You mention on your website your love of adventure and of telling stories. How do you go about telling someone’s story through photography? What is the impact of that unique story or adventure on your photo shoot?

My love for adventure and photography often go hand in hand when I take photographs for myself. I try to capture people’s true emotions in settings that are natural to them or where they are the most comfortable. I like to get to know the people I am working with as best as I can and form a relationship with them, because then when I am photographing them they will be more comfortable and be their true selves in front of the camera. Everyone has a story to share and life is full of adventure. It is amazing how a single photograph can have such a big impact; you skim through old magazines or newspapers, or walk the halls of history museums, or sit in a grandparent’s living room, and you are surrounded by important moments of people’s stories, frozen in time.

What do you do when you feel your passion drying up? How do you reset and spark that passion again? What keeps you going when, at least in the moment, that isn’t possible?

When my passion starts to feel dry, I spark my passion by taking a break and enjoying how others express their creativity—looking at others’ photographs, talking with other creatives, visiting museums, exploring someplace new, trying another creative outlet (i.e. drawing, writing, cooking, doing hair and makeup). What keeps me going is that people want me to keep taking photographs; I am constantly being encouraged even when I don't feel that great about my work, and with that I have a sense of responsibility that I will never give up even if I am feeling unmotivated or uninspired.

What does restoration look like in the photography world? How do you bring an awareness of the Kingdom—when all things will be restored—to what you’re doing? Is it simply taking good photos? Are there cultural norms that are in need of restoration?

I believe when you're capturing God’s creation in nature or through portraits, it is impossible not to be Kingdom-focused. When taking photographs, I am taking photos of life, and life wouldn't exist without an incredible Creator. I often pair my photos with stories of His faithfulness and goodness, and my resulting awe and wonder. I hope that when people see my photographs, they can see that as well.

How long have you been in DC now? Do you have anything you want to say about American political culture? Has your path in photography crossed paths with political culture in any way?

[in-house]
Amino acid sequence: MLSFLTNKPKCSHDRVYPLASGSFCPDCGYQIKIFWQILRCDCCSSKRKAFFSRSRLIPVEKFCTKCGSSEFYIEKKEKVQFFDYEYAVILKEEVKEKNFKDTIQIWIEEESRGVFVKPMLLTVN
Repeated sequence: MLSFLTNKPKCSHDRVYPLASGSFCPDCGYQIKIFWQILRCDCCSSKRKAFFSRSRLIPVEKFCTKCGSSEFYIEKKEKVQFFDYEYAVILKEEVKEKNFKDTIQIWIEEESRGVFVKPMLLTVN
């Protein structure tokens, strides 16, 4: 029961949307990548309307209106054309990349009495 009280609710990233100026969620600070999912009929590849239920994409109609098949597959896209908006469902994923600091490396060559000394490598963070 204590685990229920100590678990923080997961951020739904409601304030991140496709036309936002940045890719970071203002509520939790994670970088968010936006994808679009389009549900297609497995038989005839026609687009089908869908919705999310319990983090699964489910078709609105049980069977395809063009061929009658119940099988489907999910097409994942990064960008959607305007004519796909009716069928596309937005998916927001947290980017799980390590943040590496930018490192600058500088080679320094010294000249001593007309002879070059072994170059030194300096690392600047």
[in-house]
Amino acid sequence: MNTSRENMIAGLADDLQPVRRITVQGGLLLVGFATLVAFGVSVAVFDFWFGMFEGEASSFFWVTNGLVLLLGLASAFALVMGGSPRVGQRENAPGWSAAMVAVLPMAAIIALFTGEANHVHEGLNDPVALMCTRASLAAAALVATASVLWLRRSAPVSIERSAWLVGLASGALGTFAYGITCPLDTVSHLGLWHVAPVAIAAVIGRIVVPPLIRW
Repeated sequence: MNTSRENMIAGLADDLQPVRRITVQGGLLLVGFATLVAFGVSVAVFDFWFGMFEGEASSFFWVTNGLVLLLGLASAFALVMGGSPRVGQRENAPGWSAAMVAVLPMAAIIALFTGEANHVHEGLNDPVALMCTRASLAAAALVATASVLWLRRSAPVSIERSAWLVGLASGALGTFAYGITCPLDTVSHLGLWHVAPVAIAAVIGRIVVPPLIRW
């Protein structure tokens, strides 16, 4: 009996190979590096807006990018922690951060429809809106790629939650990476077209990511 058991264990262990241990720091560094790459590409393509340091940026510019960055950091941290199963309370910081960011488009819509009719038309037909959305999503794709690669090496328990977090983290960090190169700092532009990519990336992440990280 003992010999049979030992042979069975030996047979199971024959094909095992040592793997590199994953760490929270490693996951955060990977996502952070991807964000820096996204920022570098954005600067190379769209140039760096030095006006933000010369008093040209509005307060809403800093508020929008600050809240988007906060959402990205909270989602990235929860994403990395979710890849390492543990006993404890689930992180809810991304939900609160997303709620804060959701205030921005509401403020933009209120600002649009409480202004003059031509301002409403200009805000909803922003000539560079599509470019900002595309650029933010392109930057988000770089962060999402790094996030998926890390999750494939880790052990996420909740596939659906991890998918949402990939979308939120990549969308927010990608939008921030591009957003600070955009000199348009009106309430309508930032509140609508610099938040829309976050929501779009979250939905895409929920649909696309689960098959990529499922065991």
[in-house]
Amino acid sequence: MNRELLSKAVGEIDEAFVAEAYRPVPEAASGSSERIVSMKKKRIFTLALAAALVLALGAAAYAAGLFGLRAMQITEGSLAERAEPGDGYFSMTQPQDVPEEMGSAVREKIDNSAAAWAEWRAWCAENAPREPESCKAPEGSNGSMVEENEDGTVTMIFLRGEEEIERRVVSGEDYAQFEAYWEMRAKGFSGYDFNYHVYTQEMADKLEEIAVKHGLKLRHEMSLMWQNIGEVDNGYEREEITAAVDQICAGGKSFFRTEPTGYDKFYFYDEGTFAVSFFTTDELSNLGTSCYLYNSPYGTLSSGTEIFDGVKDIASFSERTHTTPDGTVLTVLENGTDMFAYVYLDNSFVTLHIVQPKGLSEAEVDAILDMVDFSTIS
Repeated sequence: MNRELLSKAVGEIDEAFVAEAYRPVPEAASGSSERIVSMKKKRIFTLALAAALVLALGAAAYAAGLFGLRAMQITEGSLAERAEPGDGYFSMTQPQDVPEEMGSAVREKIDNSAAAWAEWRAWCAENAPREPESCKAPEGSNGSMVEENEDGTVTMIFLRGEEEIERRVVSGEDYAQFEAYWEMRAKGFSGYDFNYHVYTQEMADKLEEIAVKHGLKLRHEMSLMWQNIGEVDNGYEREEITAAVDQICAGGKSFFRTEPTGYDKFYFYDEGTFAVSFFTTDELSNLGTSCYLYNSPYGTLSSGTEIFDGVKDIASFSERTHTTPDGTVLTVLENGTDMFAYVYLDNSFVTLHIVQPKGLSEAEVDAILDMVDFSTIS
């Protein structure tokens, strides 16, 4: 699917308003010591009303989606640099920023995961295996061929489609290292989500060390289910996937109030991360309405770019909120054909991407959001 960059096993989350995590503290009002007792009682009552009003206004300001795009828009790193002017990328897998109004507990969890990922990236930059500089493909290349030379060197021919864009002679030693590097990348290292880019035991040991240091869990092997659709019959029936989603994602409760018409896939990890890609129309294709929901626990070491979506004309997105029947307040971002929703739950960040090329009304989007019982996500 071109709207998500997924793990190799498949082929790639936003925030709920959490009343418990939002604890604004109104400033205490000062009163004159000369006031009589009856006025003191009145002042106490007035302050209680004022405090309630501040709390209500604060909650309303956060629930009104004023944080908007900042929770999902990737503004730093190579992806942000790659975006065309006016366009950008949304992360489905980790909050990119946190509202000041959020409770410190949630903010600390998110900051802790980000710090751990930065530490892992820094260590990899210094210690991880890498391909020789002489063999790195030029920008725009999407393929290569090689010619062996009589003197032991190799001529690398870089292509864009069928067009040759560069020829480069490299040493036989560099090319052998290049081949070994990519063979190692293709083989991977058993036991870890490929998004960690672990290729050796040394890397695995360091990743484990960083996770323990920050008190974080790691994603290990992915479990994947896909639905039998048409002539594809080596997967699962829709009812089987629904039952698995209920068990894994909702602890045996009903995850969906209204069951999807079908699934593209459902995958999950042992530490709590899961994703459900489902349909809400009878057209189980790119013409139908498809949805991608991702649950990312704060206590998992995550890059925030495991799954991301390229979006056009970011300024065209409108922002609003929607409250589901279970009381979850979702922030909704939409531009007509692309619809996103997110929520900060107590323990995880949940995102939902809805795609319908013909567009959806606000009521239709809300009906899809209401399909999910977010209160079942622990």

I was born in DC and lived here until I was 7 years old. This city has changed tremendously since then. I will have lived in DC as an adult for three years in June and am happy to grow more and more rooted here. My photography has not crossed paths with political culture yet but I hope it will in the future.

How would you advise someone to bring their passions and creative energy to their work, even if they’re not in their dream work environment?

I think there are always ways of expressing your passions and creativity; I think it’s all about changing the perspective of how you go about your work. Perspective is pretty powerful and you can see that especially as an artist. We can all be looking at the same thing, but by shifting focus, you can turn something that seems bland and mundane into something unique and inspiring. Taking your passions and creativity and actually using them can truly make a world of difference, wherever you are—no one else can uniquely see or feel what you do, so share it!


How is your unique perspective showing you how to respond to an opportunity or challenge in your workplace? What point of frustration could be turned into an opportunity for innovation or restoration by looking at it differently? This week, think about your day-to-day work in light of these questions, and offer your perspective at one of your upcoming team meetings. 

LIBERATUS is a weekly journal creatively pursuing Truth and Beauty by empowering writers in American politics to tell the story of healing through freedom. You can join the pursuit by applying to writesubscribing to the journal, or by funding the movement by donating monthly or by making a purchase in our store